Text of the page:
September 23rd, 2010
10:26 AM GMT
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London, England (CNN) – By the end of Thursday, Britain will have the ability to get four percent of its electricity consumption from wind, thanks in part to the addition of 100 turbines 11 kilometers off the coast of Kent.

The new site is Vattenfall’s "300 MW Thanet Offshore Wind Farm," a major renewable energy initiative spearheaded by the previous British government. It could supply more than 200,000 homes.

The four-year-old project has been delayed by two years, and at one point was owned by a hedge fund. But now, under Vattenfall, it’s ready.

It seems to me that Britain is getting less praise than Denmark and Germany, or less notice. And today changes that. Britain is so windy it’s estimated an offshore turbine in the UK generates 50 percent more power than a turbine in Germany.

Of the 16 offshore wind farms now under construction around Europe, half are in Britain according to the European OffShore Wind Industry.

That translates to much more wind farm capacity being constructed in the UK (2.4 gigawatts) during the first half of 2010 than the rest of Europe combined (1.5 gigawatts).

In total, wind is close to supplying energy to nearly three million British homes, according to UK energy association RenewableUK.

The challenge is to find places where locals won't complain, which is why offshore wind farms are so desirable. The wind there is also stronger.

Of course, the farther offshore you go, the more it costs to construct and carry power back to shore.

Thanet will not keep its crown as the world largest operational offshore wind farm for long though.

In late 2012 or 2013, the London Array wind farm - a project being funded by energy companies E.ON, DONG Energy and Masdar - is scheduled to start generating electricity just north of the Thanet site.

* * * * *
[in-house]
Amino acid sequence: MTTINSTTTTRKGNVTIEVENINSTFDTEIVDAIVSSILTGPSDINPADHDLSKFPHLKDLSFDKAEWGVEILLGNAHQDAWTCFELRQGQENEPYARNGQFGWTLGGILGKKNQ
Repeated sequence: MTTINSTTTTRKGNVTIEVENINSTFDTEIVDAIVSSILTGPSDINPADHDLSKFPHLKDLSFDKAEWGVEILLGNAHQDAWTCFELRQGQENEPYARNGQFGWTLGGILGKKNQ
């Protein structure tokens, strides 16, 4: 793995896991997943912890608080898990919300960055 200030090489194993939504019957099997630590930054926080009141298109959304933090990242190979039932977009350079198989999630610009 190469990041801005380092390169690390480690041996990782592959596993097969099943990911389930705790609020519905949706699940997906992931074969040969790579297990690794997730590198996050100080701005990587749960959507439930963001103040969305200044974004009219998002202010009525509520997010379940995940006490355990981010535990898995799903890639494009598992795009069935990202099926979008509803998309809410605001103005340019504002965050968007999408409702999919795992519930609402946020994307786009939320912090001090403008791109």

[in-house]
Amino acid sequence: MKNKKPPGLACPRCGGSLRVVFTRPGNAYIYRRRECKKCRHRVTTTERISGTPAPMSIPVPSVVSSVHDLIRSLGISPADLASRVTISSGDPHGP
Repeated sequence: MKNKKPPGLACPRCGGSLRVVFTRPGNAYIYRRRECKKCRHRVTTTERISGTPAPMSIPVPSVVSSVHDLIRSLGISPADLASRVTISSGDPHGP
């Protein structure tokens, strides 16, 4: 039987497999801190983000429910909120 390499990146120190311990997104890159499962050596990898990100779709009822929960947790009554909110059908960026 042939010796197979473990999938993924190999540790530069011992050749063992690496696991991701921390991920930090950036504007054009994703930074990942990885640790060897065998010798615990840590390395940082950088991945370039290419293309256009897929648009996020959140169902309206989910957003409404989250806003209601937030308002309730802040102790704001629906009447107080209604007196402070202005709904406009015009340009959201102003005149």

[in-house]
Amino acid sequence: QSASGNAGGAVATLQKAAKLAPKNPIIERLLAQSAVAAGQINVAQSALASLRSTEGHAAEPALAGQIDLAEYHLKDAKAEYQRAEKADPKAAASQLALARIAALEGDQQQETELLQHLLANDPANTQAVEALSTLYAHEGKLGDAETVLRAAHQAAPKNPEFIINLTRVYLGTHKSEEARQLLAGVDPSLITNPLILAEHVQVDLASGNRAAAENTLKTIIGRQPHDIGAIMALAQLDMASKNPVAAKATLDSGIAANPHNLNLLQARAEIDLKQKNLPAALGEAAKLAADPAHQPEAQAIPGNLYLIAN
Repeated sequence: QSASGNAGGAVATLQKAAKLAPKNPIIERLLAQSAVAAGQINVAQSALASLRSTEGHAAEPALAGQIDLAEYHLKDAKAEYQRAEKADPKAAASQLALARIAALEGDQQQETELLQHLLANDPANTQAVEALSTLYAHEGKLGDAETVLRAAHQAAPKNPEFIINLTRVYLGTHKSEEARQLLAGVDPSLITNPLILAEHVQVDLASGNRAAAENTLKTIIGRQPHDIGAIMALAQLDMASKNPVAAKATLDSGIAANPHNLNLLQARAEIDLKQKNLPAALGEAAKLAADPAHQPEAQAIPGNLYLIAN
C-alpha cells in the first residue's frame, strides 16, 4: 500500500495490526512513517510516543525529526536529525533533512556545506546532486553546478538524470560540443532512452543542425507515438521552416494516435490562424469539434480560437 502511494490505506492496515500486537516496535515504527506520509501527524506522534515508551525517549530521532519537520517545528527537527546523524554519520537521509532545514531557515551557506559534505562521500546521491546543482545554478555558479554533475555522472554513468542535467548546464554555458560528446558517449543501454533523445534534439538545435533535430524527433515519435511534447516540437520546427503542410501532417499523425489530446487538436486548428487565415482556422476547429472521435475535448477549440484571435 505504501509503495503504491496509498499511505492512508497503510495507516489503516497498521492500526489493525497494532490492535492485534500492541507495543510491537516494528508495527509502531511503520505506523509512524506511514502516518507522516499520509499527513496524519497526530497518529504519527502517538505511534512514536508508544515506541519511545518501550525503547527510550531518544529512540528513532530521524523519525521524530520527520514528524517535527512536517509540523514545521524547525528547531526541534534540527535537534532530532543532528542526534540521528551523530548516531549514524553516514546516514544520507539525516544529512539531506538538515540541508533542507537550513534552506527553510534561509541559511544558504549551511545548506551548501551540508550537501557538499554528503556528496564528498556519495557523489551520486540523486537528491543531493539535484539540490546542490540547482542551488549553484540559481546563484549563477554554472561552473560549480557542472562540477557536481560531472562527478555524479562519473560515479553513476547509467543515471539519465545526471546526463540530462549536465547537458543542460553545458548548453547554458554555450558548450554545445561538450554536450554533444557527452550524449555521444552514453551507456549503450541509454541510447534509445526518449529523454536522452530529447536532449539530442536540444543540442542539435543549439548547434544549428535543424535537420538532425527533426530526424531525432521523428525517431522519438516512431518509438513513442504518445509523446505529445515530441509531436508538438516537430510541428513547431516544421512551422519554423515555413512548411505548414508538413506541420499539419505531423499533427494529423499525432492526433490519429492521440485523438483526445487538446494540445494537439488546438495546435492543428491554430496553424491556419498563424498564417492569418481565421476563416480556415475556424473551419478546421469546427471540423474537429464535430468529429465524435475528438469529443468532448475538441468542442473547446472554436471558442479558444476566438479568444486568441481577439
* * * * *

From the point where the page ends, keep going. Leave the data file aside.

The owners say the 300 proposed wind turbines could become the world's first one gigawatt offshore wind farm.

When up and running, the London Array will go a long way to helping Britain reach the UK government’s target of providing 15 percent of its electricity from renewable sources by 2015.

How does that compare to where you live?



soundoff (10 Responses)
  1. Me

    We need some of these

    September 23, 2010 at 11:38 am |
  2. Nostromo45

    Good luck to the UK on its wind-energy farms; already read about this on CNN some months back. At least off-shore will not spoil on-shore environments.
    Here in Northern Spain we have small wind-farms spread out over tops of hills all over the place; they are rather unsightly, and if you stand under one of them you hear quite a lot of noise, surprisingly.
    My worry with off-shore wind-farms (or oil platforms....duh) is that they will interrupt shipping lanes or fishing activities, but worse still may disorientate whales, dolphins, etc. Something similar with the ocean currents turbines operating off the north Portuguese coast.
    However, I think the real answer lies in Concentrated Solar Power (CSP). We have one working near Sevilla and others are planned. But the big thing is to use them in deserts – Sahara or Mojave CA, Arizona, etc. – for example, such that immense amounts of energy can be developed, and is totally ecological.

    September 23, 2010 at 11:40 am |
  3. gringo

    Thats fantastic news! Wind energy is truly an industry for the coming generations. Renewable power source, jobs created in design, and construction of the turbines, jobs created in the construction of the fields, maintenance and so on. a win – win really.
    Unfortunately it does not speak very highly of CNN's readership that there are no comments on this post and hundereds about the celebrity of the minute or some Tea Bag wacko.

    September 23, 2010 at 11:42 am |
  4. DrTom

    Where I live 100% of energy comes from wind and Sun

    September 23, 2010 at 11:47 am |
  5. Deepwater805

    Rumor has it that most of the wind will actually be coming from Tony Blair's beach house.....

    September 23, 2010 at 12:26 pm |
  6. Renviable000

    In our country (India) there is a place where lot of wind and only that is generated reliably. Its our politician's mouth.

    September 23, 2010 at 12:28 pm |
  7. Mary

    Excellent post, Jim! My old stomping grounds.

    September 23, 2010 at 7:34 pm |
  8. chris

    we definitly need some of these in the States –

    http://www.rightflat.co.uk/

    September 29, 2010 at 8:18 pm |
  9. don canard

    what is mystifying to me is why they need to be sited offshore, where the construction costs are much higher and the environmental dangers are greater.

    In Germany and Holland, they're all over the coastline, inland, sited on farmers' fields, rather than arrayed in ranks (where surely the eddies generated by the windmills affect each other).

    Is this because all the fashionable idiots want renewable power, but not in their backyards ? Because the windmills are "unsightly" and disturb the indolent 'upscale' public's "pastoral" fantasyland ?

    October 1, 2010 at 7:09 pm |
  10. myeyeslie

    how well will those offshore windmills do against mother nature's rage?

    October 4, 2010 at 9:02 am |

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